What is plague?
Plague is a serious and potentially fatal bacterial infection caused by the bacteria Yersinia pestis. Humans can contract the disease from the bite of an infected flea. Rodents, including rats, often carry both the plague and the fleas that spread it. While cases of people becoming infected through the handling of carrier animals have occurred, such instances are rare.
The most common type of plague seen throughout history is the bubonic plague, which is an infection of the lymph nodes. Other common types include pneumonic plague, an infection of the lungs, and septicemic, which affects the blood.
Time between infection and the first appearance of symptoms is typically 2 to 8 days. However, pneumonic plague symptoms can appear as soon as 1 day following infection.
The symptoms of bubonic plague include:
- general feeling of malaise;
- muscle pain; and
- the appearance of smooth, painful lymph gland swelling in the groin, armpit or neck areas. The swelling is called a bubo, and is commonly found at the site of the infected flea bite.
If left untreated, about half of those with bubonic plague die.
Symptoms of pneumonic plague include:
- severe cough;
- difficulty breathing;
- frothy, bloody sputum; and
- chest pain while breathing deeply.
Nearly all cases of pneumonic plague are fatal if left untreated. Unlike other types of plague, individuals with pneumonic plague can spread the infection person-to-person through coughing, which sends tiny droplets carrying the bacteria airborne.
Septicemic plague symptoms include:
- bleeding due to clotting issues;
- diarrhea; and
- abdominal pain.
Septicemic plague can cause death even before any symptoms manifest.
All forms of the plague require immediate treatment, as death can occur as soon as 24 hours after the first symptoms appear.
Antibiotics such as streptomycin, gentamicin, doxycycline or ciprofloxacin are effective in treating the plague. IV fluids, oxygen and respiratory support also assist in treatment.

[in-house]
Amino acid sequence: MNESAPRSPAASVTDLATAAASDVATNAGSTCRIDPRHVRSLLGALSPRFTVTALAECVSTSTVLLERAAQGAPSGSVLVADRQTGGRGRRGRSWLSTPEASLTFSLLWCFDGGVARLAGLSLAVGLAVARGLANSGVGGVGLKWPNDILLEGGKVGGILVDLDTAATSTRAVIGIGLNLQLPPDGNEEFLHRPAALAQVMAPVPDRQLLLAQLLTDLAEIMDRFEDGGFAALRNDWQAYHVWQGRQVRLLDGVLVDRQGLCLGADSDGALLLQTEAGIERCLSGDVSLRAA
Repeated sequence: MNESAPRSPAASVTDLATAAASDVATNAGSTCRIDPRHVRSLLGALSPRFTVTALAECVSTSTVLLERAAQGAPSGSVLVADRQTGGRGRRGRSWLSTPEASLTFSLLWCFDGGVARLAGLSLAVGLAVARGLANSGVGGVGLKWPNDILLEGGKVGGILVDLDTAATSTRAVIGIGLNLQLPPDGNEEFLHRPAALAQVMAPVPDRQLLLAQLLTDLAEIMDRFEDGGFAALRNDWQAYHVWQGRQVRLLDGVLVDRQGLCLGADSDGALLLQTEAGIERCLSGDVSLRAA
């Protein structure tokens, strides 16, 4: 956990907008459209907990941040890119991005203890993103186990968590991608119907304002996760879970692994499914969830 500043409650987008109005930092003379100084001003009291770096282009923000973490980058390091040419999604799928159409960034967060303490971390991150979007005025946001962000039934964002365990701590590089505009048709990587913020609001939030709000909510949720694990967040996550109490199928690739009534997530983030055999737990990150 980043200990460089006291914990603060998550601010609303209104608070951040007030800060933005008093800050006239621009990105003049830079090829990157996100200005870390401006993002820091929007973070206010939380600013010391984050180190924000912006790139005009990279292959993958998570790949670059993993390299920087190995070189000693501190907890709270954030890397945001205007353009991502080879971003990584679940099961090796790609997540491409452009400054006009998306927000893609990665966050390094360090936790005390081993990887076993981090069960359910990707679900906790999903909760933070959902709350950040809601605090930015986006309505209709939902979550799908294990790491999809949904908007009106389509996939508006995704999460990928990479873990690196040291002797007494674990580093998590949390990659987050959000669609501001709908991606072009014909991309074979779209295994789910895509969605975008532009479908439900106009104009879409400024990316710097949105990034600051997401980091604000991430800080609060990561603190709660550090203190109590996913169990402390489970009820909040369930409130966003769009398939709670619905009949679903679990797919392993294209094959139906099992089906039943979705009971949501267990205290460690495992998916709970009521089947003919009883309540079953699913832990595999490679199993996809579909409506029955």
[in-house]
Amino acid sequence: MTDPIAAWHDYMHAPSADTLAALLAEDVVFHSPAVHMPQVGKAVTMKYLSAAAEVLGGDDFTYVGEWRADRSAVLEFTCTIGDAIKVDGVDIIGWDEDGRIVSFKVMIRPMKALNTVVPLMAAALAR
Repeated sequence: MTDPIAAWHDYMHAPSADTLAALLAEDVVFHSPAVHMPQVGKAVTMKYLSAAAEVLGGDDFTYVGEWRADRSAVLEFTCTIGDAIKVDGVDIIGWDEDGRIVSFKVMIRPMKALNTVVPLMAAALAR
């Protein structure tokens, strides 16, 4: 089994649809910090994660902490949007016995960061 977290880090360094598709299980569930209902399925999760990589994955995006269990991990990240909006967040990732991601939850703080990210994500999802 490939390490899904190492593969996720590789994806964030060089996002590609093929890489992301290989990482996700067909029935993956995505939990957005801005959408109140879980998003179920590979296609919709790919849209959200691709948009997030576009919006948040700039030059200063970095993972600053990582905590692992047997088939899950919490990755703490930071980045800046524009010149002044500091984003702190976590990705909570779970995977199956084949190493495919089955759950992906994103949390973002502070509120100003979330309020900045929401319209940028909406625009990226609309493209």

Due to the risk for person-to-person infection, patients with pneumonic plague require strict isolation – from both caregivers and other patients.
There have been three major, global bubonic plague outbreaks documented throughout history. The first is called the Justinian Plague, named for the Byzantine emperor Justinian I. Starting in 541 AD, the plague swept through much of the Mediterranean basin, killing more than 25 million people.
The second major outbreak is known as the Black Death. A Medieval-period pandemic, it originated in China in 1334. Spreading into Europe, it killed an estimated 60% of the continent’s population.
The third outbreak, often called the Modern Plague, began in China in the 1860s, reaching Hong Kong in 1894. Throughout the next 20 years, it would spread to port cities around the world, causing an estimated 10 million deaths.
However, it was during this time that researchers in Hong Kong identified the bacterium responsible for the disease, leading to the development of a treatment. Doctors in China also discovered that fleas had been the cause of infection, rather than the rodents carrying them.
Cases of plague in the U.S. are rare, although infections have occurred, typically in parts of California, Arizona, Colorado and New Mexico. Currently, more than 95% of the world’s reported cases of plague originate in sub-Saharan Africa and Madagascar.